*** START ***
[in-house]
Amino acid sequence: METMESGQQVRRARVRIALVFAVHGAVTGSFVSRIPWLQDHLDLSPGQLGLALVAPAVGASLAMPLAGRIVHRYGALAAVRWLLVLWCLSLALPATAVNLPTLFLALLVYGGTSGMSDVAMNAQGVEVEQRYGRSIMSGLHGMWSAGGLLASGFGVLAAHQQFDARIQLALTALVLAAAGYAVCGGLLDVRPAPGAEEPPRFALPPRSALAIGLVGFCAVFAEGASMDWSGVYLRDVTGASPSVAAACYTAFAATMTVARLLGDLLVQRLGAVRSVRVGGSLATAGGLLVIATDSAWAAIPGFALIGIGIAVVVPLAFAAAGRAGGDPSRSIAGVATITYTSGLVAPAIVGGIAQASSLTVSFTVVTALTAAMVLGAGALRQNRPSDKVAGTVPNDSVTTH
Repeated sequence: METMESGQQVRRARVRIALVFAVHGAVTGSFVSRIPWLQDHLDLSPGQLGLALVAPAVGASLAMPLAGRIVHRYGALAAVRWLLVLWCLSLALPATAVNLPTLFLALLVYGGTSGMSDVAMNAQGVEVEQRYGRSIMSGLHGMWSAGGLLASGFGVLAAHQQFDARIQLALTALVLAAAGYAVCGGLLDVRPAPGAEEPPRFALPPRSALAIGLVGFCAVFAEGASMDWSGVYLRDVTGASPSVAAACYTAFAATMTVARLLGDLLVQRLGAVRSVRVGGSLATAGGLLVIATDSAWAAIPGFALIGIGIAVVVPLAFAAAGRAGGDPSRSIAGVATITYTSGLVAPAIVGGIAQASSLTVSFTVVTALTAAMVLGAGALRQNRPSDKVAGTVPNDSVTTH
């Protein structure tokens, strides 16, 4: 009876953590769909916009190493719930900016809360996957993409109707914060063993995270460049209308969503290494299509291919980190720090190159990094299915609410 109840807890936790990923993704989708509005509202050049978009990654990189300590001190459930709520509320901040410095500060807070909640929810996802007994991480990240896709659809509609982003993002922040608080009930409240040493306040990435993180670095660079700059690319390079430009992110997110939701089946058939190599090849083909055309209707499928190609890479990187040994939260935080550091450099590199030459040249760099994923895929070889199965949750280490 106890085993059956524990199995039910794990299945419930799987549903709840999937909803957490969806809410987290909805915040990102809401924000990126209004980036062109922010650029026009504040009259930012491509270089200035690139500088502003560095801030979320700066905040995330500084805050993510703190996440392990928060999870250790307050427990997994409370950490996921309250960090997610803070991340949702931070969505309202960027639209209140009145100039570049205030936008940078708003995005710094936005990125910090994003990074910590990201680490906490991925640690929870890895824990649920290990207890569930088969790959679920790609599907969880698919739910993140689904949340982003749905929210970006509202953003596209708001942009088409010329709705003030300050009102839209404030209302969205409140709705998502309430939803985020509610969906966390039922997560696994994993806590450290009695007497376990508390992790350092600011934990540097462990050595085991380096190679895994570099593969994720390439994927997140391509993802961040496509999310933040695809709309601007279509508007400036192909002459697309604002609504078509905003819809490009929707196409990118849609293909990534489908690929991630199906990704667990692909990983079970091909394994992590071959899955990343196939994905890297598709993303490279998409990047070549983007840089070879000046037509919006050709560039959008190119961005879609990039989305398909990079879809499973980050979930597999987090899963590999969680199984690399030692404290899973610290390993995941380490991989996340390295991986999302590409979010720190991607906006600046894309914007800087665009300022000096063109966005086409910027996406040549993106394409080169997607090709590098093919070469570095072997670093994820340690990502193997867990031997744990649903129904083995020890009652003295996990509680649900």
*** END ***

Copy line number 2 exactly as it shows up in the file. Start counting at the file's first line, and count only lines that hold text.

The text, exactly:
Amino acid sequence: METMESGQQVRRARVRIALVFAVHGAVTGSFVSRIPWLQDHLDLSPGQLGLALVAPAVGASLAMPLAGRIVHRYGALAAVRWLLVLWCLSLALPATAVNLPTLFLALLVYGGTSGMSDVAMNAQGVEVEQRYGRSIMSGLHGMWSAGGLLASGFGVLAAHQQFDARIQLALTALVLAAAGYAVCGGLLDVRPAPGAEEPPRFALPPRSALAIGLVGFCAVFAEGASMDWSGVYLRDVTGASPSVAAACYTAFAATMTVARLLGDLLVQRLGAVRSVRVGGSLATAGGLLVIATDSAWAAIPGFALIGIGIAVVVPLAFAAAGRAGGDPSRSIAGVATITYTSGLVAPAIVGGIAQASSLTVSFTVVTALTAAMVLGAGALRQNRPSDKVAGTVPNDSVTTH